Snohomish Health District rules out drinking water as source of disease in illness investigation

SNOHOMISH COUNTY — The Snohomish Health District is continuing its investigation of an illness that struck participants in a statewide cheerleading competition on Feb. 4 at Comcast Arena in Everett. Several Snohomish County schools participated. So far, 46 Snohomish County residents reported they were ill in connection with the event. Nearly 200 have reported illness statewide.

Jodi Runyon of the Marysville School District confirmed that five students on the 15-member Marysville-Pilchuck High School cheerleading team were among the 19 cheer squads, out of the 45 squads in the competition, whose onset of symptoms reportedly began on Feb. 5 and 6.

Arlington Cheer Advisor Brooke Dalgaard reported that none of her cheerleaders have experienced the flu-like symptoms exhibited by the Marysville cheerleaders, while Lakewood High School Principal Dale Leach is not aware of any Lakewood cheerleaders either attending the event or suffering any symptoms.

According to Snohomish Health District officials, it appears that some athletes arrived to the event already ill. Janitorial crews were called to clean up vomit from the floors of a restroom and the adjacent concourse walkway prior to the event awards ceremony that night. Those sites are considered likely exposure sites for the cheer and dance teams.

Health District officials reported that Comcast Arena is being cleaned for public use and entertainment under direction from Comcast management, and that management is cooperating fully with the illness investigation. On Health District recommendations, arena staff began cleaning and sanitizing the building and food preparation areas on Feb. 6. The city of Everett also tested the drinking water supply to the arena. It proved to be safe, ruling out the public drinking water supply as a source of the causative disease organism.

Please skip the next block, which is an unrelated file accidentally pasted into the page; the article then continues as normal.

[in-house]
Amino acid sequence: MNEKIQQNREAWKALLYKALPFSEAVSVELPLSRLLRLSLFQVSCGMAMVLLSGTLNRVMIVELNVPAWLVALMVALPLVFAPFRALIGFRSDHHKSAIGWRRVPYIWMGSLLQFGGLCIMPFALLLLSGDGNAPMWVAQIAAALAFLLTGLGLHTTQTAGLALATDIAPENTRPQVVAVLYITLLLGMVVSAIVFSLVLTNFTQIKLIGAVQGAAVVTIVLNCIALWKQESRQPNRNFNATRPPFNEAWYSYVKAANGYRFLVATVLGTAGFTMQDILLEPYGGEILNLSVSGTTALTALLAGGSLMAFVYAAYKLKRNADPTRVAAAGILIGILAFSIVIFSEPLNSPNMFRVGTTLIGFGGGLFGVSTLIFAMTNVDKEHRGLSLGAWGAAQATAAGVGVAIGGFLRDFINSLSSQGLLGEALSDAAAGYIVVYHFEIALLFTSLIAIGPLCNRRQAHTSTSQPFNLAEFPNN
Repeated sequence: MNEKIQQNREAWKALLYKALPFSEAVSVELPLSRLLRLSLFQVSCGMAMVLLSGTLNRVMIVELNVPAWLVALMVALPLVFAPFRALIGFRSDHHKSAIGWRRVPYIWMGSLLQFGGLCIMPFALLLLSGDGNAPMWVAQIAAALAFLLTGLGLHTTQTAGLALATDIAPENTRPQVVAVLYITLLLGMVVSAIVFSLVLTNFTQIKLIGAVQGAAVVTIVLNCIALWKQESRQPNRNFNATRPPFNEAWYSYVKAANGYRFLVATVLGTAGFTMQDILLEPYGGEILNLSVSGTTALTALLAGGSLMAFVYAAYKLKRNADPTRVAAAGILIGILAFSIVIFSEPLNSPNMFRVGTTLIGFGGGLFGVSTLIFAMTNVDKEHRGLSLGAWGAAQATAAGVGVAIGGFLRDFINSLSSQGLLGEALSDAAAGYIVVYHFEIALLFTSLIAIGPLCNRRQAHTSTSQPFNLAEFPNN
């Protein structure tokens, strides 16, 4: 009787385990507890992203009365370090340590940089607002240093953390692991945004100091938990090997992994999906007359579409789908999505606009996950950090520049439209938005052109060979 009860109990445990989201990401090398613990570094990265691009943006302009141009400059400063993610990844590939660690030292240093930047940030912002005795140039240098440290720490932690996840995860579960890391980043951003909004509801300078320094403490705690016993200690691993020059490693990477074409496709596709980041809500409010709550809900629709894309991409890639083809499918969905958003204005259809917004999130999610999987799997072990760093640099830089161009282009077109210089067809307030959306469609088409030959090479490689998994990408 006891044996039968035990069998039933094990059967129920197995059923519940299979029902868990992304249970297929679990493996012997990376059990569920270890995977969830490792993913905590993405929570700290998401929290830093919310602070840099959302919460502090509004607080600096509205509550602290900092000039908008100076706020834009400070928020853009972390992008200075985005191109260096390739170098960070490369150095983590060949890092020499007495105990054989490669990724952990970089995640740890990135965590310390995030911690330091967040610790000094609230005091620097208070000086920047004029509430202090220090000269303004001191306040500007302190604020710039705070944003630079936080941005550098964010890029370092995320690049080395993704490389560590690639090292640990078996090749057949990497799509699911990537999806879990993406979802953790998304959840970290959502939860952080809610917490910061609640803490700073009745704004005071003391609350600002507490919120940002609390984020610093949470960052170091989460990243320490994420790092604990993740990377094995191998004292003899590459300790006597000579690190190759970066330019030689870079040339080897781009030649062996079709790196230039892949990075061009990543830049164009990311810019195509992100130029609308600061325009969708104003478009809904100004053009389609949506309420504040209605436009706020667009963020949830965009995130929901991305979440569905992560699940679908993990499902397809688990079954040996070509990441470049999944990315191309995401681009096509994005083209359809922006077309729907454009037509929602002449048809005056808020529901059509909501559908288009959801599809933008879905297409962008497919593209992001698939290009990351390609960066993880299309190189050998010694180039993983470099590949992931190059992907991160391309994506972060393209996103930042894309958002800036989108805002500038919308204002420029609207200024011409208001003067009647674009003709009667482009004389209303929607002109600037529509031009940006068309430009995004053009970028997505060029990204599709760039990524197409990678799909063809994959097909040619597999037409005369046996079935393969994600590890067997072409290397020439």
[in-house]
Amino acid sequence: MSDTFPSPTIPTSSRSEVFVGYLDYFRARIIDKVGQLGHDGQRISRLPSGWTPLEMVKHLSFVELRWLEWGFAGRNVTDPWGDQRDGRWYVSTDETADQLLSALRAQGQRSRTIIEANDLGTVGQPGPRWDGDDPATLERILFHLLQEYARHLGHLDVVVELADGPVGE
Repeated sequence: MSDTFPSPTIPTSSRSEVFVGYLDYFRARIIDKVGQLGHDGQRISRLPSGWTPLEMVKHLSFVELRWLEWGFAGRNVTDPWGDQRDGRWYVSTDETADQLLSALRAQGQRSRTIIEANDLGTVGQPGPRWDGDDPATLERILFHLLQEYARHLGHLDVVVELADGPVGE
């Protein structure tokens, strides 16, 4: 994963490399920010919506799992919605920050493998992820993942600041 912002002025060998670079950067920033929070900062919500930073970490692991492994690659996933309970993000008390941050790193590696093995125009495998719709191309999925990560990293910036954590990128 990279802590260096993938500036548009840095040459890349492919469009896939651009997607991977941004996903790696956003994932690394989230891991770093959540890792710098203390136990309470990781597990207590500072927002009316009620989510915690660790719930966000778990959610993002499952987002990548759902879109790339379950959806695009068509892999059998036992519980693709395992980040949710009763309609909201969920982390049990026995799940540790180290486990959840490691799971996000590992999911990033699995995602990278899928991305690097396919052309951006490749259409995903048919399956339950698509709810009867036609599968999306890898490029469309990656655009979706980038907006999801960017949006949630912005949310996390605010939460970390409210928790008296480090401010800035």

Epidemiologists believe the illness was caused by a Norwalk-like virus because so many patients experienced severe vomiting and diarrhea in a short span of time, and because of the 24- to 48-hour duration of the illness. To reduce the spread of the illness, they advise close attention to thorough hand washing with hot water and soap, and immediate sanitizing of contaminated surfaces and clothing with bleach solution. People whose symptoms extend beyond 48 hours should beware of dehydration and should seek the care of a medical provider.

In addition to interviewing patients for symptoms and onset date, inspecting the facility and testing the drinking water supply, public health officials are seeking to identify the illness' origin through laboratory testing for disease organisms.

The state Department of Health is conducting an online survey of 2,000 event participants and their families. State epidemiologists hope that information gathered in the survey and follow-up lab tests will lead to a common source of illness. The deadline for submitting survey information is Feb. 13.

For updates about issues affecting the health of the community, check the Snohomish Health District website at Call 425-339-5278 with questions about communicable diseases.

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